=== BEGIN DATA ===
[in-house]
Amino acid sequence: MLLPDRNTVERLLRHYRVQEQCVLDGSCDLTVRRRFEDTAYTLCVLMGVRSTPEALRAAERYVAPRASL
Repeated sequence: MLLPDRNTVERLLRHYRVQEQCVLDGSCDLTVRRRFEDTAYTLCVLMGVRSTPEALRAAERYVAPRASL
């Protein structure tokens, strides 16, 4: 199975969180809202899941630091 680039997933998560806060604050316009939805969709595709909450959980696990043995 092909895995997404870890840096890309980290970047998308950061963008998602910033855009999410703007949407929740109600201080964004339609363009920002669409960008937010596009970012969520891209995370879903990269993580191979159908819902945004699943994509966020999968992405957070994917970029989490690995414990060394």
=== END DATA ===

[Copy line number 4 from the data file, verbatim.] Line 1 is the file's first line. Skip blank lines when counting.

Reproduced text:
């Protein structure tokens, strides 16, 4: 199975969180809202899941630091 680039997933998560806060604050316009939805969709595709909450959980696990043995 092909895995997404870890840096890309980290970047998308950061963008998602910033855009999410703007949407929740109600201080964004339609363009920002669409960008937010596009970012969520891209995370879903990269993580191979159908819902945004699943994509966020999968992405957070994917970029989490690995414990060394």